D’Addario’s signature reed case holds your reeds safe and secure, featuring a grooved surface that keeps reeds snugly in place while preventing warping. Crafted with an airtight gasket for unstable weather conditions, this case can hold eight reeds of any size clarinet or saxophone and a reed vitalizer Humidipak.
The Légère American Cut jazz saxophone reeds—for alto and tenor saxes—are free-blowing, colorful, and loaded with personality. The distinct profile is what gives players a full, clear low register and vibrant altissimo. By taking material from the outside of the reed and pushing it towards the heart, the reed maintains its stiffness while allowing the edges to vibrate freely.
Cleaning your wind instrument isn’t just a matter of aesthetics, it could be a matter of life or death. According to an article published in the journal General Dentistry, many woodwind and brass instruments are heavily contaminated with bacteria and fungi. Through the act of merely blowing into an instrument, you are creating the perfect warm, moist environment for germs, mold, bacteria, and microscopic organisms.
Every time an infected instrument is played, contaminants enter the lungs. If they do not cause an infection, they can cause an immune system reaction that results in inflammation of the respiratory system, and eventually, hypersensitivity pneumonitis.
In one study published in The International Journal of Environmental Health Research, Tufts University scientists tested 20 instruments and found that all of them harbored living bacteria, mold, and yeast. Wooden reeds and mouthpieces had the most contamination. While that study was focused on student instruments, there have been many well-documented cases of instrument-caused illness in adults, even professionals.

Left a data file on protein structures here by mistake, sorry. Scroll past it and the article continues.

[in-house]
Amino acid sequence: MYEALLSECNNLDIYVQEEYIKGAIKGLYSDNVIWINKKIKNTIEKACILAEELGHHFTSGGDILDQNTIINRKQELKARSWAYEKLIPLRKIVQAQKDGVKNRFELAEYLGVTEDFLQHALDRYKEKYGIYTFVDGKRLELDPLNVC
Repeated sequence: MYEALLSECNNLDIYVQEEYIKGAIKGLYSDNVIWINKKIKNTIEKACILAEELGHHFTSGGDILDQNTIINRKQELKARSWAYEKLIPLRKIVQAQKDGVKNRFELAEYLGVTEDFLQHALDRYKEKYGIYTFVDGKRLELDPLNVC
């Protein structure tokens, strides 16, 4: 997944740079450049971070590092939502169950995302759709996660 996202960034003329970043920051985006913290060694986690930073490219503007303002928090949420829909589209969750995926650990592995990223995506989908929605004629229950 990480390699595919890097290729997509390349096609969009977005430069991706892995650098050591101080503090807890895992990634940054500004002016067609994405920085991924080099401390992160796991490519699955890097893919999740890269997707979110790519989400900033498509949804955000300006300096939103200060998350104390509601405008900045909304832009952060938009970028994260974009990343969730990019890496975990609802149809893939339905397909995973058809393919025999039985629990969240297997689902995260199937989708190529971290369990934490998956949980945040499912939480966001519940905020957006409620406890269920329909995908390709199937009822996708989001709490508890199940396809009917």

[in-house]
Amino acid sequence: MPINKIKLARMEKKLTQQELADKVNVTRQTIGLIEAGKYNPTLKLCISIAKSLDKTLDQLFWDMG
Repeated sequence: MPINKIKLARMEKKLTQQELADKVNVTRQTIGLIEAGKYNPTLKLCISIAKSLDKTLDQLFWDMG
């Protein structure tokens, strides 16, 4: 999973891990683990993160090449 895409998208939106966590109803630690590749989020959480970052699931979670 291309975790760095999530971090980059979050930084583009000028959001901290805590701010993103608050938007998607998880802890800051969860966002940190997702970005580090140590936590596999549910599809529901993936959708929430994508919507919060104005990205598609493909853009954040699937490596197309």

The journal Chest reported on a 35-year-old trombone player whose 15-year cough went away after he began disinfecting his instrument with rubbing alcohol. The same journal reported on a 48-year-old saxophone player with lung disease. The molds ulocladium botrytis and phoma sp. were discovered in his saxophone.
And there’s the well-known case of English bagpiper John Shone who suffered a near fatal infection caused by fungus growing in his bagpipes. “Failing to clean my pipes led to me becoming critically ill,” he reported in Piping Times. Shone, of Wiltshire, England, who has been playing since childhood, was hospitalized twice. Doctors were stumped until they learned he was a bagpiper. They tested his instrument and discovered deadly fungi, including rhodotorula and fusarium, which typically kill half the people they infect.
One AFM member and trombone player suffered from asthma for 15 years, until he noticed that, when he was away from his instrument, his symptoms improved. “I had a horrible barking cough—especially when I played trombone,” he explained in a 2010 National Public Radio interview.
When doctors at the University of Connecticut, where he was teaching at the time, took a culture from inside his trombone, they found the mold fusarium, as well as a type of bacteria called mycobacterium. He admitted he was once lax about cleaning his instrument, is now diligent about cleaning. “I use a rod with a cloth and I use alcohol—rubbing alcohol or isopropyl alcohol,” he says.
All wind instruments should, at the minimum, be swabbed on the inside after each use. In most cases, mouthpieces can be safely washed in warm water and dish soap. Brass instruments should be disassembled and thoroughly cleaned according to manufacturer suggestions every couple months, depending on use.